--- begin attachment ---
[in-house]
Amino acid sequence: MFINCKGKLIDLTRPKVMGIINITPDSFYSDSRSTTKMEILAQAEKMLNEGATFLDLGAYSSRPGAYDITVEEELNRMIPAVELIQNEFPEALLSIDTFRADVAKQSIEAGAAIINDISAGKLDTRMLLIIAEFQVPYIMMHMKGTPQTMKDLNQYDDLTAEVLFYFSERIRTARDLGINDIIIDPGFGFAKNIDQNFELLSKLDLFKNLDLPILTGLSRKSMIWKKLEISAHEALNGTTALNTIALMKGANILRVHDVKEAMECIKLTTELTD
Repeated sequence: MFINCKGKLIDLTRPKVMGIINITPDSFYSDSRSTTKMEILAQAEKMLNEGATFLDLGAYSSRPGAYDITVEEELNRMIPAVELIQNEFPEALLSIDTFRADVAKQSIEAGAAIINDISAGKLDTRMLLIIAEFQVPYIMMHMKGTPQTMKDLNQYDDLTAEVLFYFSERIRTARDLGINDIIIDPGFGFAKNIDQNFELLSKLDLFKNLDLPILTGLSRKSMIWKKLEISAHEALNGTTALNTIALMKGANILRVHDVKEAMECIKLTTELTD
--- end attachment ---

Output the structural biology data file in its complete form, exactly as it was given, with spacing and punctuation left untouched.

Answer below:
[in-house]
Amino acid sequence: MFINCKGKLIDLTRPKVMGIINITPDSFYSDSRSTTKMEILAQAEKMLNEGATFLDLGAYSSRPGAYDITVEEELNRMIPAVELIQNEFPEALLSIDTFRADVAKQSIEAGAAIINDISAGKLDTRMLLIIAEFQVPYIMMHMKGTPQTMKDLNQYDDLTAEVLFYFSERIRTARDLGINDIIIDPGFGFAKNIDQNFELLSKLDLFKNLDLPILTGLSRKSMIWKKLEISAHEALNGTTALNTIALMKGANILRVHDVKEAMECIKLTTELTD
Repeated sequence: MFINCKGKLIDLTRPKVMGIINITPDSFYSDSRSTTKMEILAQAEKMLNEGATFLDLGAYSSRPGAYDITVEEELNRMIPAVELIQNEFPEALLSIDTFRADVAKQSIEAGAAIINDISAGKLDTRMLLIIAEFQVPYIMMHMKGTPQTMKDLNQYDDLTAEVLFYFSERIRTARDLGINDIIIDPGFGFAKNIDQNFELLSKLDLFKNLDLPILTGLSRKSMIWKKLEISAHEALNGTTALNTIALMKGANILRVHDVKEAMECIKLTTELTD